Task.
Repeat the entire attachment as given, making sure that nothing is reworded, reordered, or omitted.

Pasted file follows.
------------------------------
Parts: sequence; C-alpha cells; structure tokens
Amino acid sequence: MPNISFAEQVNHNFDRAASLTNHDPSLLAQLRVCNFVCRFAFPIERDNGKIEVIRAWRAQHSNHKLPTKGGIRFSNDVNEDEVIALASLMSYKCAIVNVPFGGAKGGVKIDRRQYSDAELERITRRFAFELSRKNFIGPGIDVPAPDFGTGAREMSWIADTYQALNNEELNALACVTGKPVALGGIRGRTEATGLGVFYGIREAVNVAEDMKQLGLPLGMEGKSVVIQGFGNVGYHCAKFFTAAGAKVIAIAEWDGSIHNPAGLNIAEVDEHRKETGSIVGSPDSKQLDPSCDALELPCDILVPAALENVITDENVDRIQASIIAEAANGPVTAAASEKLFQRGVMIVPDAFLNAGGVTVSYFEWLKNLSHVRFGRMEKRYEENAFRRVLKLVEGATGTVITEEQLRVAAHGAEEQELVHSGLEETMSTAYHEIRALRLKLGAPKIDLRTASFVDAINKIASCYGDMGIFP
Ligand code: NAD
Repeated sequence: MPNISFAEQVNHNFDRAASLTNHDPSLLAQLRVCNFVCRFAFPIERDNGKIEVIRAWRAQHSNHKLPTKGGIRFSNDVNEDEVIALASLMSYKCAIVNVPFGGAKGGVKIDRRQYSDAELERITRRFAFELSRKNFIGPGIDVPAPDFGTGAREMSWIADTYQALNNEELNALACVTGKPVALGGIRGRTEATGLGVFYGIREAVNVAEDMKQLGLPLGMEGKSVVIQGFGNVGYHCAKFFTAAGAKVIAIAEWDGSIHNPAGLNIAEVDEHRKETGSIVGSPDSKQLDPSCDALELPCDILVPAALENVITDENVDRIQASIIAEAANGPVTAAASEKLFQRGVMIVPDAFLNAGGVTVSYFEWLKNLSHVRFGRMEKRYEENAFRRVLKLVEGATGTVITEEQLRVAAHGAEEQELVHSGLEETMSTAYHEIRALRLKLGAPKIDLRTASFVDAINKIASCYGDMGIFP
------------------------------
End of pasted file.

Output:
Parts: sequence; C-alpha cells; structure tokens
Amino acid sequence: MPNISFAEQVNHNFDRAASLTNHDPSLLAQLRVCNFVCRFAFPIERDNGKIEVIRAWRAQHSNHKLPTKGGIRFSNDVNEDEVIALASLMSYKCAIVNVPFGGAKGGVKIDRRQYSDAELERITRRFAFELSRKNFIGPGIDVPAPDFGTGAREMSWIADTYQALNNEELNALACVTGKPVALGGIRGRTEATGLGVFYGIREAVNVAEDMKQLGLPLGMEGKSVVIQGFGNVGYHCAKFFTAAGAKVIAIAEWDGSIHNPAGLNIAEVDEHRKETGSIVGSPDSKQLDPSCDALELPCDILVPAALENVITDENVDRIQASIIAEAANGPVTAAASEKLFQRGVMIVPDAFLNAGGVTVSYFEWLKNLSHVRFGRMEKRYEENAFRRVLKLVEGATGTVITEEQLRVAAHGAEEQELVHSGLEETMSTAYHEIRALRLKLGAPKIDLRTASFVDAINKIASCYGDMGIFP
Ligand code: NAD
Repeated sequence: MPNISFAEQVNHNFDRAASLTNHDPSLLAQLRVCNFVCRFAFPIERDNGKIEVIRAWRAQHSNHKLPTKGGIRFSNDVNEDEVIALASLMSYKCAIVNVPFGGAKGGVKIDRRQYSDAELERITRRFAFELSRKNFIGPGIDVPAPDFGTGAREMSWIADTYQALNNEELNALACVTGKPVALGGIRGRTEATGLGVFYGIREAVNVAEDMKQLGLPLGMEGKSVVIQGFGNVGYHCAKFFTAAGAKVIAIAEWDGSIHNPAGLNIAEVDEHRKETGSIVGSPDSKQLDPSCDALELPCDILVPAALENVITDENVDRIQASIIAEAANGPVTAAASEKLFQRGVMIVPDAFLNAGGVTVSYFEWLKNLSHVRFGRMEKRYEENAFRRVLKLVEGATGTVITEEQLRVAAHGAEEQELVHSGLEETMSTAYHEIRALRLKLGAPKIDLRTASFVDAINKIASCYGDMGIFP